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Eye pressure is the measurement of force exerted by the aqueous humor fluid inside the front of the eye. The drainage angle of the eye allows aqueous humour to drain from the eye depending on fluid production, so that the eye pressure is maintained.
High eye pressure occurs as a result of a build-up of aqueous humour fluid; this is either due to an imbalance in the rate at which the fluid is drained relative to the fluid produced, or due to a narrow or blocked drainage angle which restricts the drainage of the fluid.
A ‘normal’ or average eye pressure ranges from 10mmHg to 24mmHg. If eye pressure is higher than this range it is called ocular hypertension or high eye pressure; the pressure can compress the optic nerve over time and damage it. A low eye pressure (below 5mmHg) is a very rare condition; it is called hypotony and can be caused by eye trauma or as a result of eye surgery. Hypotony can lead to eye problems including corneal swelling and decreased vision.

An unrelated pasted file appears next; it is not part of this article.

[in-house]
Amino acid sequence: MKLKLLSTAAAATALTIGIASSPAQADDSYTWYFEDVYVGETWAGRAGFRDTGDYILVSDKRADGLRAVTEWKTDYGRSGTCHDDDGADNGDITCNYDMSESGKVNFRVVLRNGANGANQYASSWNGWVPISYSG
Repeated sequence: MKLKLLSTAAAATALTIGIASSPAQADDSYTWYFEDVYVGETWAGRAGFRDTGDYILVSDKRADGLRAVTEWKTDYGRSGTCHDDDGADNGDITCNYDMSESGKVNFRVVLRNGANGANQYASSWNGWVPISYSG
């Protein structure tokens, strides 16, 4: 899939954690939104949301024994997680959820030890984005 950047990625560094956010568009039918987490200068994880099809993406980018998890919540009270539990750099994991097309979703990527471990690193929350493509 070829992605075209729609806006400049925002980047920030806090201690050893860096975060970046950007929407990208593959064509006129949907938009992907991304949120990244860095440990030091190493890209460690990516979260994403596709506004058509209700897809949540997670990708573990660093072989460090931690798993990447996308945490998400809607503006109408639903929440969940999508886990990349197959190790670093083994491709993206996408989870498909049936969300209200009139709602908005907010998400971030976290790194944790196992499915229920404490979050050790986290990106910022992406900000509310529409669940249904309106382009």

Tonometry is the procedure used to test the eye pressure to determine whether it is within the expected range or outside of its normal range. There are two main methods used for measuring eye pressure:
If the increase in eye pressure is gradual, there are no symptoms since the pressure builds very slowly.
On the other hand, the rapid rise in pressure that happens from a blocked drainage angle would result in symptoms that include pain in the eye, blurred vision, redness in the eye, and seeing halos around light.
High eye pressure is a major risk factor for glaucoma because the higher than average pressure can result in the optic nerve being damaged over time. There are several treatments for glaucoma depending on the type of glaucoma that is diagnosed – open angle or closed angle; both laser and surgical treatments are available. Learn more about the procedures here.
If you suffer from glaucoma, or suspect you might have the condition, and would like to discuss potential treatment options, make an enquiry or call on 0203 369 2020
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